Michael Morrison reappointed as Historic England Commissioner

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Michael is a Conservation Architect with forty years’ experience of working on National Trust Houses, Churches and Museums and Galleries. He joined Purcell, a major firm of Conservation Architects, in 1973 and has been both the Managing Partner and Chairman of the firm. He retired as Chairman in 2010 but remains a Partner in the firm. For twelve years from 1998 – 2000 he was the appointed Architect for all the work at the National Gallery and has also worked at the British Museum and several local Museums and Galleries. Michael now heads the Heritage Conservation division of Purcell which employs architectural historians, archaeologists and conservators alongside architects. In 2008 he opened the practices office in Hong Kong and has been closely involved with a major conservation project repairing and reordering the nineteenth and early twentieth century buildings of the Central Police Station and Victoria Gaol. Michael has been a member of the Expert Panel for Heritage Lottery Fund, the Architectural Panel for the National Trust and a Trustee of the Greenwich Foundation. He is the United Kingdom representative on the ICOMOS International Polar Heritage Committee – having worked on the conservation of the historic huts of Scott and Shackleton in Antarctica and he is currently advising the Government of South Georgia on the future of the disused whaling stations on the Island.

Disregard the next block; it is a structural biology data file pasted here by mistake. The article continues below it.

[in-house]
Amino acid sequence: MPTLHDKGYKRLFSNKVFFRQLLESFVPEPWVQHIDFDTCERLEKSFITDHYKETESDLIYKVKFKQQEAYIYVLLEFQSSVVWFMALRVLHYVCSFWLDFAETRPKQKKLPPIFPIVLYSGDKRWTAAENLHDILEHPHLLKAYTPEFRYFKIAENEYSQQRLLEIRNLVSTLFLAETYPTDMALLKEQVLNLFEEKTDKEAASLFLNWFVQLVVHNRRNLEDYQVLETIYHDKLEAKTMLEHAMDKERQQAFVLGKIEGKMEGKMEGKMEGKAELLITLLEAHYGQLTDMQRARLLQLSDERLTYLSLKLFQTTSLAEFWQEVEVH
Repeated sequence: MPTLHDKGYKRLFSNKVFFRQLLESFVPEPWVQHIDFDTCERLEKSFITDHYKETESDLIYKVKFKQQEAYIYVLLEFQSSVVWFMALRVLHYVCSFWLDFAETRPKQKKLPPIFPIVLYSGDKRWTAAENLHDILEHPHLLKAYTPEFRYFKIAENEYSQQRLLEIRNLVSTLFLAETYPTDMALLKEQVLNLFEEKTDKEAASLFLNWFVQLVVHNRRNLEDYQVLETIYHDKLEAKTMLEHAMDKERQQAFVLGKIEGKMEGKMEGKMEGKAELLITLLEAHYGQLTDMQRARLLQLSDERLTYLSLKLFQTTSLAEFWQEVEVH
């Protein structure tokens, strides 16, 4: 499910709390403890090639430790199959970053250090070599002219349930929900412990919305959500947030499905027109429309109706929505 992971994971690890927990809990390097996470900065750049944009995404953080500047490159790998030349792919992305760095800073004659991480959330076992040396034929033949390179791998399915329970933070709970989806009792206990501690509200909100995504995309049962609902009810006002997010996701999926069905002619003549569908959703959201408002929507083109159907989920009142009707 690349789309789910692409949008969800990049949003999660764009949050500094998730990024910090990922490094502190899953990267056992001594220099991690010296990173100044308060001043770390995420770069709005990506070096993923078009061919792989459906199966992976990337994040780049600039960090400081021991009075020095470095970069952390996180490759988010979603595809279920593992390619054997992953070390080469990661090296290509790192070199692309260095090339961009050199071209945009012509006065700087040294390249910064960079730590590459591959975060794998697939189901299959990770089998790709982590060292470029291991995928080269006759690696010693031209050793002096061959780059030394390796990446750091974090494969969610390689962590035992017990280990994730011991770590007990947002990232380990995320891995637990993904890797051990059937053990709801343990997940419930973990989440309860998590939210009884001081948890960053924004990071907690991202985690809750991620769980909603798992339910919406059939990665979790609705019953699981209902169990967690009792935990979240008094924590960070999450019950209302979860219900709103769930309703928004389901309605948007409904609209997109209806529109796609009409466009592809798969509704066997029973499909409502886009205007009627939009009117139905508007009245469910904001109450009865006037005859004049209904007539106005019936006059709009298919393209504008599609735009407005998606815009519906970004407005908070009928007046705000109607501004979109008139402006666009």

This role is remunerated at £4133 per annum. This reappointment has been made in accordance with the Cabinet Office’s Governance Code on Public Appointments. The process is regulated by the Commissioner for Public Appointments. The Government’s Governance Code requires that any significant political activity undertaken by an appointee in the last five years is declared. This is defined as including holding office, public speaking, making a recordable donation or candidature for election. Michael has made no such declaration.

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